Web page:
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Now, India has a dedicated Centre for Wetland Conservation and Management in Chennai

The Centre for Wetland Conservation and Management has multiple roles to play. It will address specific research needs and knowledge gaps to address wetlands and their management and bring capacity development and cutting-edge research to wetlands in India.

New Delhi, April 11, 2021: India got its dedicated Centre for Wetland Conservation and Management (CWCM) at the National Centre for Sustainable Coastal Management (NCSCM) in Chennai, an institution under the Ministry of Environment, Forest and Climate Change.

Babul Supriyo, Minister of State for Environment, Forest and Climate Change announced the same on the occasion of the World Wetland Day on February 2, 2021.

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Image: Current Affairs

What is Centre for Wetland Conservation and Management?

The Centre for Wetland Conservation and Management is aimed at protecting and preserving areas where water exists at or near the Earth’s surface, such as swamps, marshes and bogs. 

Wetlands cover at least six per cent of the Earth and have become a focal issue for conservation due to the ecosystem services they provide. More than three billion people, around half the world’s population, obtain their basic water needs from inland freshwater wetlands.

Wetland conservation is necessary because it serves as a habitat for waterbirds, the convention has subsequently broadened its scope to address all aspects of wetland conservation and wise use.

This shift in focus reflects the increasing recognition of the importance of wetlands as ecosystems that contribute to both biodiversity conservation and human well-being. .Wetlands cover an estimated nine percent of the Earth’s land surface, and contribute significantly to the global economy in terms of water supply, fisheries, agriculture, forestry and tourism.

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Image: Utkal Today

Role of Centre for Wetland Conservation and Management

According to the Press Information Bureau press release, Centre for Wetland Conservation and Management has multiple roles to play in the conservation of wetlands. It will address specific research needs and knowledge gaps to address wetlands and their management and bring capacity development and cutting-edge research to wetlands in India.

 It is also positioned to apply integrated approaches for conservation, management and wise use of India’s 42 globally-significant ‘Ramsar’ wetland sites, according to the release.

Research shows that almost 4.6 percent of India’s land areas are wetlands, spanning 15.26 million hectares.

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Image: Twitter

 In 2021, the 50th anniversary of the signing of the Ramsar Convention on Wetlands on 2 February 1971 in Ramsar, Iran, which is celebrated annually as World Wetlands Day on  February 2. Ramsar sites are wetlands designated to be of global importance under the Ramsar Convention, also known as the International Convention on Wetlands.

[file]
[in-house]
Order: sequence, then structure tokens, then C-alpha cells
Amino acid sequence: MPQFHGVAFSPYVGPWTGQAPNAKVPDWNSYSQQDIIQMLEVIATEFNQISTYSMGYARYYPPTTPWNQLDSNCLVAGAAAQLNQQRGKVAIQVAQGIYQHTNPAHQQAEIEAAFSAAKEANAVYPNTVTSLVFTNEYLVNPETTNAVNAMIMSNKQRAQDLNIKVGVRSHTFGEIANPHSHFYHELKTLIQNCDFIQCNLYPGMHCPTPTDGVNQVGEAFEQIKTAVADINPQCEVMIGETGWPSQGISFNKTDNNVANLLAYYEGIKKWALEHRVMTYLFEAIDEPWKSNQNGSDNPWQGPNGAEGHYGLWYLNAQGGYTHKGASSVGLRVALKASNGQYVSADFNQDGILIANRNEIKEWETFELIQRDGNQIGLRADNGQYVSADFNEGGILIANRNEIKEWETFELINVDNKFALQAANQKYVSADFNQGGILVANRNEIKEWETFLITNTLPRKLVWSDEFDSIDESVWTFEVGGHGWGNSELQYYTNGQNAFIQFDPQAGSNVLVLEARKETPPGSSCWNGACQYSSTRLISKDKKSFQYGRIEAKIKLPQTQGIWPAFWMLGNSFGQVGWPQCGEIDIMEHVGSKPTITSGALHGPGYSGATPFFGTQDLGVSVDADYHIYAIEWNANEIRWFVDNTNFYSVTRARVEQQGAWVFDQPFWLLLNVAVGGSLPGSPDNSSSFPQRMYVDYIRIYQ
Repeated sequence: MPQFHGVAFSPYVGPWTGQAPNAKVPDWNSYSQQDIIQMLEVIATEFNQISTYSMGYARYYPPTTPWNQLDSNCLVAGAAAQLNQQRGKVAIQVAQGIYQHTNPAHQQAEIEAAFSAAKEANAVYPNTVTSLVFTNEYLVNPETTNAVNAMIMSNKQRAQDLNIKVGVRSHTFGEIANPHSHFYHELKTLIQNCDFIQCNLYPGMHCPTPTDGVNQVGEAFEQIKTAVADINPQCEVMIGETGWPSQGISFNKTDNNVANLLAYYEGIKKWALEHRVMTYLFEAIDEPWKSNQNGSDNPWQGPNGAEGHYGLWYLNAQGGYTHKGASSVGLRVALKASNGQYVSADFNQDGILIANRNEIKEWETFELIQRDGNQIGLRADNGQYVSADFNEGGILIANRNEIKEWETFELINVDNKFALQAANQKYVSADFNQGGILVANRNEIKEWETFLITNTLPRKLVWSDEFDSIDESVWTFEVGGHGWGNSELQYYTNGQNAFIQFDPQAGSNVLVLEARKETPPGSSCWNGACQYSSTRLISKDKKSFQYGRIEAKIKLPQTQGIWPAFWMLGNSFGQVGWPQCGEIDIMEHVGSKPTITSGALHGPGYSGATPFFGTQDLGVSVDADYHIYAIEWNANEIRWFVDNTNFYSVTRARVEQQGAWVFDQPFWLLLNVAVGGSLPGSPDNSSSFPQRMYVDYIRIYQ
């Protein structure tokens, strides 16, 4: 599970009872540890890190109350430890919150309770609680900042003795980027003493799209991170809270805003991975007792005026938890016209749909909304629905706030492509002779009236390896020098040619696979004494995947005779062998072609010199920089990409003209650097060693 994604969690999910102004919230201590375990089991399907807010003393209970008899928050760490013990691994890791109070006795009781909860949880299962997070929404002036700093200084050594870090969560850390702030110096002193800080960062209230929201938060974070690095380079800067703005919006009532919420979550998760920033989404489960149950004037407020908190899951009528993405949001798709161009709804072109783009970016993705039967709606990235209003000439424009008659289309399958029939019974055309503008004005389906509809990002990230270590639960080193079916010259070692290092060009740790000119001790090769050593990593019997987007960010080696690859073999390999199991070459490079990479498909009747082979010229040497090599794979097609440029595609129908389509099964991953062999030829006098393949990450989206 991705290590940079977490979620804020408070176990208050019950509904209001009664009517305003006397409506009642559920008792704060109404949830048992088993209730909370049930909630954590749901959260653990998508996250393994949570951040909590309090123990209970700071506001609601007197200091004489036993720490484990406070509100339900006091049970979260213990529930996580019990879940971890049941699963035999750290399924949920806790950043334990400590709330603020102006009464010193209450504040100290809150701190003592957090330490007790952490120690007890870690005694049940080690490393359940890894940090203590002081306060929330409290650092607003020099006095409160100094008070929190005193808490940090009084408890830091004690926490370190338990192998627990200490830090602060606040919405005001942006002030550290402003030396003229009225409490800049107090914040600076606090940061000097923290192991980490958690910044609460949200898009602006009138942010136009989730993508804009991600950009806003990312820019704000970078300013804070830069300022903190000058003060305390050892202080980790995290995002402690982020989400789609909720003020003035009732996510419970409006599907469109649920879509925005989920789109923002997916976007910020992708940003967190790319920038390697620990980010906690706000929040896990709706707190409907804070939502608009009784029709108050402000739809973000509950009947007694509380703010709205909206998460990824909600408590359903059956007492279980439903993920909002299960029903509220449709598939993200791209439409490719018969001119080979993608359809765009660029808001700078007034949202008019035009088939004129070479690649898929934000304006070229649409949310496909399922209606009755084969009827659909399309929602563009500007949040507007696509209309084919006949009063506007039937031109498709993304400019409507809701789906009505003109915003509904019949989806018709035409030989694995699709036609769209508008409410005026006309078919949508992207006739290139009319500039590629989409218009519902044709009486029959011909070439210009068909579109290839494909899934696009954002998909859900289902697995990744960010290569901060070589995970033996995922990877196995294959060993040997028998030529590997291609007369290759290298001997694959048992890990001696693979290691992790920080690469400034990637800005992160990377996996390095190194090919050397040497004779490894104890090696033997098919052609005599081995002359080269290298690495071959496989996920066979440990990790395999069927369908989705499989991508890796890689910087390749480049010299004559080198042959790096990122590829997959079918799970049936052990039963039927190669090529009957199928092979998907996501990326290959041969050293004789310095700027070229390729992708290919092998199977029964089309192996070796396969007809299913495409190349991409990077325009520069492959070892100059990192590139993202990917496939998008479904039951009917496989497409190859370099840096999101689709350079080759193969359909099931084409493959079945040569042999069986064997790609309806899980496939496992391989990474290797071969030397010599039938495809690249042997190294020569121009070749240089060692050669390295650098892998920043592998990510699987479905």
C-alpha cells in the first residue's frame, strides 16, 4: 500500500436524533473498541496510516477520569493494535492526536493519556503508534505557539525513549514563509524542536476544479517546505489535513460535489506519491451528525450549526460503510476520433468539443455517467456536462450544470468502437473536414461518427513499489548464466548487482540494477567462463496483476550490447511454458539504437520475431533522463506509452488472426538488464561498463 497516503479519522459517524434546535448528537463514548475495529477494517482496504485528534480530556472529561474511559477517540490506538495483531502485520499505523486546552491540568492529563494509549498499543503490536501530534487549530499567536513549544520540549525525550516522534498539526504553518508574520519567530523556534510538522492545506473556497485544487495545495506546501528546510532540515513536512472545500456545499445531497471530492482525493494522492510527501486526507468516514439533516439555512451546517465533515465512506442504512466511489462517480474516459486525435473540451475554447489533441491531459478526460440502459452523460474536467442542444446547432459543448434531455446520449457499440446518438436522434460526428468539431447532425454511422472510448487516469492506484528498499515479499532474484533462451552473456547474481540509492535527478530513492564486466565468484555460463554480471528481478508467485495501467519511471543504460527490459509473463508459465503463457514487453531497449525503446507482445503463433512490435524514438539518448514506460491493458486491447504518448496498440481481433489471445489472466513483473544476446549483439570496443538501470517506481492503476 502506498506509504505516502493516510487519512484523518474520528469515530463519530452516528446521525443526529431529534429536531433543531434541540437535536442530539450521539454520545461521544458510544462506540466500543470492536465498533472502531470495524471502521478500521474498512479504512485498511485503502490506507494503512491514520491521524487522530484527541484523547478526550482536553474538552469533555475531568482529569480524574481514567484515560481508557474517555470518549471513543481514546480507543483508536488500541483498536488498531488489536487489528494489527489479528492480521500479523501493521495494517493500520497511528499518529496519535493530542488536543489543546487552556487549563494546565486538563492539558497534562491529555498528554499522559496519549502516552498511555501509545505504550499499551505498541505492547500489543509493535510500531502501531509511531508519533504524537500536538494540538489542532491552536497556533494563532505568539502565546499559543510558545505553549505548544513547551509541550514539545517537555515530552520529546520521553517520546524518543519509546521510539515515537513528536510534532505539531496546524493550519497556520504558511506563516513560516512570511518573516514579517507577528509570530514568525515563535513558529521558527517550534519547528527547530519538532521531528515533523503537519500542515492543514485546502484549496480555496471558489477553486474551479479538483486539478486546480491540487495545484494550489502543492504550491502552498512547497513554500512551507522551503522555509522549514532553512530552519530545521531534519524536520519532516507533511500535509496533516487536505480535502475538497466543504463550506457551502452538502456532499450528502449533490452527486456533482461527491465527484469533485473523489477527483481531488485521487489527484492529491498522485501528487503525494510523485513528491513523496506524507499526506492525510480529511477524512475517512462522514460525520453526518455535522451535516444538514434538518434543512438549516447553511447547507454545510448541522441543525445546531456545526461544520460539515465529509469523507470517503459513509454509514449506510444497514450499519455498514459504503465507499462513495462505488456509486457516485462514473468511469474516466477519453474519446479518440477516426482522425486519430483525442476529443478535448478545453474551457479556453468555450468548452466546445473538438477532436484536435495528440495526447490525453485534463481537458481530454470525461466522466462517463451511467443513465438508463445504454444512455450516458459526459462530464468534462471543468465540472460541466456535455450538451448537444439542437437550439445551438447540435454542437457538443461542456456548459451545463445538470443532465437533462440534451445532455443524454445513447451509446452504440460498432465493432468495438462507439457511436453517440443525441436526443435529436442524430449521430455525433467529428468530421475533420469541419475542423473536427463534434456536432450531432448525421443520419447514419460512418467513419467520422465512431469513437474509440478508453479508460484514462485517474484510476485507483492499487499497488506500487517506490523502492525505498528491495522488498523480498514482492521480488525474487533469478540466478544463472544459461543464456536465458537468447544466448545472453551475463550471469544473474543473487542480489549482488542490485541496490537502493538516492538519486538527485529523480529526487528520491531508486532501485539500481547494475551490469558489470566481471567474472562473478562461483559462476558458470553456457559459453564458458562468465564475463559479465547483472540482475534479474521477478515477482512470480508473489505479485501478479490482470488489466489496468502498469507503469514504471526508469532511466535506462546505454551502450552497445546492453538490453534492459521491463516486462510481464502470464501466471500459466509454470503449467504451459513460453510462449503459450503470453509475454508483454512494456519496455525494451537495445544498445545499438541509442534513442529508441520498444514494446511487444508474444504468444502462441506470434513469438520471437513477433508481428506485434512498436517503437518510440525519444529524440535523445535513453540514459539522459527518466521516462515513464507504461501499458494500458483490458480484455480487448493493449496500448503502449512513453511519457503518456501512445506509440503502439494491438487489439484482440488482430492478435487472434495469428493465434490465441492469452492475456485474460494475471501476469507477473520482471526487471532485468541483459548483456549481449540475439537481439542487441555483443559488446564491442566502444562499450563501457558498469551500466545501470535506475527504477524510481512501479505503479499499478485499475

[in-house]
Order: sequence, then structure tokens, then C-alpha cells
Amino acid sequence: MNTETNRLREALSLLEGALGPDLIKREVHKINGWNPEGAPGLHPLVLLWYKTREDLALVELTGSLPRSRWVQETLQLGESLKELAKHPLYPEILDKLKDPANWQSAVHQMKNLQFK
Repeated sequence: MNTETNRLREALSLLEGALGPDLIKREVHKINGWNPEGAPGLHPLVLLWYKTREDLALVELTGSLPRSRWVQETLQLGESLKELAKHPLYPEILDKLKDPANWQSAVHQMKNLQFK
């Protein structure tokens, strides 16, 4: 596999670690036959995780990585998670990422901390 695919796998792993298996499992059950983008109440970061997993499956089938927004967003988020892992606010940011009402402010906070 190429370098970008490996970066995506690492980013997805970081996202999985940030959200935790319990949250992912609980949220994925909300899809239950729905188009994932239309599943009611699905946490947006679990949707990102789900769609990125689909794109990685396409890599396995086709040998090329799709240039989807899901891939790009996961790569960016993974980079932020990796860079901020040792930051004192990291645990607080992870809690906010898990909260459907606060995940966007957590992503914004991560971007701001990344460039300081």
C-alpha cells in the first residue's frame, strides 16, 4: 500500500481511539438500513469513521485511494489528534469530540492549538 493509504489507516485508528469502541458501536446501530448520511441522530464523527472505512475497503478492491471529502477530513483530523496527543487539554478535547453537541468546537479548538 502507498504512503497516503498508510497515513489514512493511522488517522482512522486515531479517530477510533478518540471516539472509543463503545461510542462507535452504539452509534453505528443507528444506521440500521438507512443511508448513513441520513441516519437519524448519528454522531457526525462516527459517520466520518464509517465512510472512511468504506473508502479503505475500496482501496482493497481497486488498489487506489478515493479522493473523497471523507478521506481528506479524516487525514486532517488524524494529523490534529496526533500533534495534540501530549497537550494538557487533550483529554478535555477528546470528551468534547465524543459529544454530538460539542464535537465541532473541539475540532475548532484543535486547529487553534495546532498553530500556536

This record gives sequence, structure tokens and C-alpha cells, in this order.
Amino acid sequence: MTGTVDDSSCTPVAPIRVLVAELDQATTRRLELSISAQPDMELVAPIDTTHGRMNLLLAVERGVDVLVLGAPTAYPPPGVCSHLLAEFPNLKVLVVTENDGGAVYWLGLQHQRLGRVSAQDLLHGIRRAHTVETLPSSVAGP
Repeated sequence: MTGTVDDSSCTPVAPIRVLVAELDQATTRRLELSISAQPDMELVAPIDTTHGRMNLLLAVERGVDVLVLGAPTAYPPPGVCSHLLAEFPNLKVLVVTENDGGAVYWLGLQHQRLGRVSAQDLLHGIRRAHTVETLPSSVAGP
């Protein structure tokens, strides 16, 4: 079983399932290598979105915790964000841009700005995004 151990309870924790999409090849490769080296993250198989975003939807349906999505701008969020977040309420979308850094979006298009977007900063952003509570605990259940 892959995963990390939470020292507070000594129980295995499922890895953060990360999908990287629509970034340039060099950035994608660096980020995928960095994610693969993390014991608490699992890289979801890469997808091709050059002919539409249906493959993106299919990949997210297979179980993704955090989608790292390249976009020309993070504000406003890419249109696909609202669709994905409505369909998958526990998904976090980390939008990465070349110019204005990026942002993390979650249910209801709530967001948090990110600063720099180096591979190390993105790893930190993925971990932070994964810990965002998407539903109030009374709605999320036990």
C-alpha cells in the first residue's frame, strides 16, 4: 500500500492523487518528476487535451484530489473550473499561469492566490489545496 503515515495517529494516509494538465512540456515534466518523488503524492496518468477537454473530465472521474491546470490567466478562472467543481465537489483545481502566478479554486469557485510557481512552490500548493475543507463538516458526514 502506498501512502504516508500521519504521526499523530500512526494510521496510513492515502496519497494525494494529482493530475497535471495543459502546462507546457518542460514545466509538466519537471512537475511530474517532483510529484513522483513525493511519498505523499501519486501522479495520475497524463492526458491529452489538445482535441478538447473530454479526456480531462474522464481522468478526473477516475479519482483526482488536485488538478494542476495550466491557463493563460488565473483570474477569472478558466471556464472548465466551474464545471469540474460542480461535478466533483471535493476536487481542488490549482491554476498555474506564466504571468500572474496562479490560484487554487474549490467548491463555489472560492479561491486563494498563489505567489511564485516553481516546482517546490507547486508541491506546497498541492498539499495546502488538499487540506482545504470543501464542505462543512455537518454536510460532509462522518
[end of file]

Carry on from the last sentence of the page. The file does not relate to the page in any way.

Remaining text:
The intergovernmental Ramsar treaty was established by UNESCO in 1971.

According to the release, CWCM will support partnership and networks with national and international agencies that work on wetlands. 

It will allegedly also act as a knowledge hub and facilitate exchanges between States and Union Territory Wetland authorities, users, managers, researchers, policy-makers and practitioners.

The Centre will also help national and State/UT governments plan, monitor, design and implement policy and regulations, as well as carry out targeted research for effective conservation strategies.

 Along with this ,Supriyo also released a publication about the diversity of fauna in India’s Ramsar sites.

Also read: Ramsar sites in Odisha, holding international importance

Significance

World Wetlands Day is celebrated every year on February 2 also commemorates the 50th anniversary of the Convention on Wetlands signed on February 2, 1971 in the Iranian city of Ramsar. The theme for 2021 is Wetlands and Water and it was first celebrated in 1997.

  • The Centre would address specific research needs and knowledge gaps and will aid in the application of integrated approaches for conservation, management and wise use of the wetlands.
  • It will help in building partnerships and networks with relevant national and international agencies.
  • It would serve as a knowledge hub and enable exchange between State or UT Wetland Authorities, wetland users, managers, researchers, policy-makers and practitioners.
  • It would also assist the national and State or UT Governments in the design and implementation of policy and regulatory frameworks, management planning, monitoring and targeted research for wetlands conservation.

By Nilofar Naaz

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